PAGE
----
I picked up one of the local newspapers this morning and there, across the top of page one, was a London Daily Telegraph story with a lede that the Brits have been expecting for some time now.
Prime Minister Tony Blair is to announce that he will convert to Roman Catholicism soon after his planned meeting with Pope Benedict XVI at the Vatican tomorrow, according to church sources and his friends.
Mr. Blair, an Anglican, may even inform the pope of his intentions and seek his approval at the audience, which he is expected to attend with his wife, Cherie, a devout Catholic, and their daughter Kathryn.
The story covers almost all of the basics.
Let’s see. There’s the historical perspective (with the Anglican-state angle thrown in there for good measure):
There has never been a Catholic prime minister in Britain, although there is no longer a formal constitutional bar. However, Mr. Blair would have been aware that to convert while at 10 Downing Street could have caused a potential conflict with his role in choosing bishops for the Church of England.
The personal, what-happens-next angle:
It is likely that Mr. Blair would begin a private course of instruction with a spiritual director and would be expected to be formally received into the Catholic Church at a special service. His audience with the pope … will be his third visit to the Vatican in four years and reflects his growing fascination with Catholicism.
And finally, the section that has to leave the reader — especially a traditional Catholic reader — wondering, “Does reporter Jonathan Petre realize just how bizarre the words he is typing sound?”
Hang on for this:
Rumors that Mr. Blair intends to convert have been circulating in Catholic circles and in Westminster for years, but have grown increasingly strong as his departure from office nears. Friends say that he studies both the Bible and the Koran daily, and much of his political philosophy has been influenced by the social teachings of the Catholic Church. He is a particular admirer of the maverick German theologian Hans Kung.
Uh, that would be the liberal Hans Kung of Germany? The one who has never been known as a supporter of traditional Catholic teachings, the kind advocated by another German theology professor — that would be Pope Benedict XVI?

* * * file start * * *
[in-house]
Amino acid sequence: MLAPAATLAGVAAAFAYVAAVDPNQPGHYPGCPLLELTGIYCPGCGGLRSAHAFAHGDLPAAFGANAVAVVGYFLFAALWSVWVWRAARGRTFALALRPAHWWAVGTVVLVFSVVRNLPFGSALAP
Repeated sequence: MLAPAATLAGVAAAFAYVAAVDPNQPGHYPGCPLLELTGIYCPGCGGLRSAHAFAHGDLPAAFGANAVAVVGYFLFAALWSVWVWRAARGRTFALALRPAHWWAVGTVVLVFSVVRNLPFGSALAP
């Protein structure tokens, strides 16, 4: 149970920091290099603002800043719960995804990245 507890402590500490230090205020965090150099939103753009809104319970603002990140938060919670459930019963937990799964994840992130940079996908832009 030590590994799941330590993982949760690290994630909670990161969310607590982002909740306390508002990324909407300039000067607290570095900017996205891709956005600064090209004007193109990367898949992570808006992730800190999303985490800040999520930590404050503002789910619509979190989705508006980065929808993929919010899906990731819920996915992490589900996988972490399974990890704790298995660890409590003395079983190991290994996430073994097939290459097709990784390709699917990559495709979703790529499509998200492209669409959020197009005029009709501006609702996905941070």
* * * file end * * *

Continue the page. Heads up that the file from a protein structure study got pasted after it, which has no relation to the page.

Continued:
Methinks there is a very important angle in this story that has been buried.
But to Petre’s credit, the elephant in the Catholic sanctuary is finally mentioned — near the end — in material from an interview with Father Timothy Russ, the Blair family’s parish priest.
Three years ago his parish priest at Chequers, the Rev. Timothy Russ, disclosed that Mr. Blair had discussed becoming a Catholic with him.
But Father Russ added that Mr. Blair, whose views on a range of issues from abortion to stem-cell research are at odds with traditional church teaching, had “some way to go” on important moral issues.
In a new book, Father Russ also reveals that Mr. Blair even discussed the possibility of becoming a Catholic deacon, a position below that of a priest, which can be held by lay people.
In 1996, Cardinal Basil Hume, the late archbishop of Westminster, wrote to him demanding that he cease taking Communion at his wife’s church in Islington, although he added it was “all right to do so in Tuscany for the holidays … as there was no Anglican church nearby.”
Mr. Blair made it clear in a response that he did not agree, asking in a letter to Cardinal Hume: “I wonder what Jesus would have made of it?”
In other words, Blair disagrees with the Roman Catholic Church’s teachings on a host of crucial issues and has, in the past, even clashed with the local cardinal on whether he needs to become a Roman Catholic in order to take part in the sacramental life of the Catholic Church? I mean, is this man an Anglican or what?
Has anyone seen a good quote or two somewhere — this story could have used one — in which Blair offers insights into why he wants to convert into (and perhaps even be ordained in) a church with which he has such profound disagreements? Just asking.